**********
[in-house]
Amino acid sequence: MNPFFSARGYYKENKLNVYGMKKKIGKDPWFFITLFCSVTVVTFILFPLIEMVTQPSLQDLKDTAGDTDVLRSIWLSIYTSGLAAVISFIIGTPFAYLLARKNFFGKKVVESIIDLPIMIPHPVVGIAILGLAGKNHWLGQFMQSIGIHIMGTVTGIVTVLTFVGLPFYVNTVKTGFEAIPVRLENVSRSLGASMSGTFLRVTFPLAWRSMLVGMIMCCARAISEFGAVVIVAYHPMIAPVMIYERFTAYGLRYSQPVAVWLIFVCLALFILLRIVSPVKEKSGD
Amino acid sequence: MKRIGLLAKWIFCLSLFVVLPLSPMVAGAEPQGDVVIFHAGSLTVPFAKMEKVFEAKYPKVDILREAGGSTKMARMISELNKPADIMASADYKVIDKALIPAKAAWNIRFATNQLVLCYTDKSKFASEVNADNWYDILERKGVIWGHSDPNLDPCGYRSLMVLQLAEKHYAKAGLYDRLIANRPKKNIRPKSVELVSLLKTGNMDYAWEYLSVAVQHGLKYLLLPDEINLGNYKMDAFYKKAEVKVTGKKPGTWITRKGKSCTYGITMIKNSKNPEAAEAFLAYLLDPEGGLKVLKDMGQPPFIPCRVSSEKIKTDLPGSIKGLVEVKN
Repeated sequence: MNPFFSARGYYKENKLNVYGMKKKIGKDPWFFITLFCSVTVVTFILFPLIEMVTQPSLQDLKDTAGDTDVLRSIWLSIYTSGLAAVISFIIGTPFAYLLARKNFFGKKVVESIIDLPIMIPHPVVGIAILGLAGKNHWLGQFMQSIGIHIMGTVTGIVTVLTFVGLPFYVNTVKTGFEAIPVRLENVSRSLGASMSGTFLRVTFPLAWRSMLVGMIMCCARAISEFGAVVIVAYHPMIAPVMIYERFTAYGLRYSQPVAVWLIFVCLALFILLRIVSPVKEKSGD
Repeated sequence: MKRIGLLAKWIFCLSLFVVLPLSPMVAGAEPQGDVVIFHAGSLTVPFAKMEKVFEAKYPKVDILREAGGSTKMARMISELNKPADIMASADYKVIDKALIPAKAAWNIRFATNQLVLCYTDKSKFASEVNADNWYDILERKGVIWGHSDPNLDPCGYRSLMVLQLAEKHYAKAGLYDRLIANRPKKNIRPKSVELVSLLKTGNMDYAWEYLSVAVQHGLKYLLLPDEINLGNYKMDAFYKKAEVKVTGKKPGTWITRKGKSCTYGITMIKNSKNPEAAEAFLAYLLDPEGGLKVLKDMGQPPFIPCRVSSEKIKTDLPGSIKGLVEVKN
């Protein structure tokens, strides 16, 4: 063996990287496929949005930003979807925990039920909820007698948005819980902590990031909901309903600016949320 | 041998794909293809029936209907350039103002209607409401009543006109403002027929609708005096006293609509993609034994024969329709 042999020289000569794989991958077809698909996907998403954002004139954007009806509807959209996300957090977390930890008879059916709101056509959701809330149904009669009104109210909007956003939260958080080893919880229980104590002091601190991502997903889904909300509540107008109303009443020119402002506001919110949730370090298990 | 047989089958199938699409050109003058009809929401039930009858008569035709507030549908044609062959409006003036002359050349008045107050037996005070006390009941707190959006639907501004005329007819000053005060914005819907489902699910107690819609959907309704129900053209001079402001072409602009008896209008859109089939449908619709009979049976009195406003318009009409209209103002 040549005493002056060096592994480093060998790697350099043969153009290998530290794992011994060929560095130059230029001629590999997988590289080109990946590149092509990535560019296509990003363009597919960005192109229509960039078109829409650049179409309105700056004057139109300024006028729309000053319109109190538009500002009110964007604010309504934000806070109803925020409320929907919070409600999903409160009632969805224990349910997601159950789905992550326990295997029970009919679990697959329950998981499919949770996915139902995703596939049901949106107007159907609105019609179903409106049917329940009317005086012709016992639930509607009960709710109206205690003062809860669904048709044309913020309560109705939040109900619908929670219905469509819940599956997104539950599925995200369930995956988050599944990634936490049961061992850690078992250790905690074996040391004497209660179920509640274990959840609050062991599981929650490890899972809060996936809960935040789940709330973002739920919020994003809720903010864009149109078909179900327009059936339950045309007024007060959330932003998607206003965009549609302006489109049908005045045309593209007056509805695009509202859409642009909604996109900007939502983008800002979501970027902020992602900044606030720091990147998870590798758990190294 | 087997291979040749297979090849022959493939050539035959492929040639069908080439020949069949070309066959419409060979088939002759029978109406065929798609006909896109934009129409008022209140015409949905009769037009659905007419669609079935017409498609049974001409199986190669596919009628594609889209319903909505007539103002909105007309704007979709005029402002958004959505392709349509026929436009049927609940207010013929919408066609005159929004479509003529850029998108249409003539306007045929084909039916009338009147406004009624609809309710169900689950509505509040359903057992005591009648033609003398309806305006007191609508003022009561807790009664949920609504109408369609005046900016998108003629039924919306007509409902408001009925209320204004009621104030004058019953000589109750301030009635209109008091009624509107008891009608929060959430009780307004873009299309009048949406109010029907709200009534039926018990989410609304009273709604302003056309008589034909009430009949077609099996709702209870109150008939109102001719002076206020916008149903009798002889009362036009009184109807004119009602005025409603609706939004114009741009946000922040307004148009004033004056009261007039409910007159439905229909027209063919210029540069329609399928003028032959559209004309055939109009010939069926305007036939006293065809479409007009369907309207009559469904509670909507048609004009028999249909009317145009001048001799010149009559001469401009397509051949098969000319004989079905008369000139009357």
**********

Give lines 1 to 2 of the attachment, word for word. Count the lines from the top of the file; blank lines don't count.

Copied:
[in-house]
Amino acid sequence: MNPFFSARGYYKENKLNVYGMKKKIGKDPWFFITLFCSVTVVTFILFPLIEMVTQPSLQDLKDTAGDTDVLRSIWLSIYTSGLAAVISFIIGTPFAYLLARKNFFGKKVVESIIDLPIMIPHPVVGIAILGLAGKNHWLGQFMQSIGIHIMGTVTGIVTVLTFVGLPFYVNTVKTGFEAIPVRLENVSRSLGASMSGTFLRVTFPLAWRSMLVGMIMCCARAISEFGAVVIVAYHPMIAPVMIYERFTAYGLRYSQPVAVWLIFVCLALFILLRIVSPVKEKSGD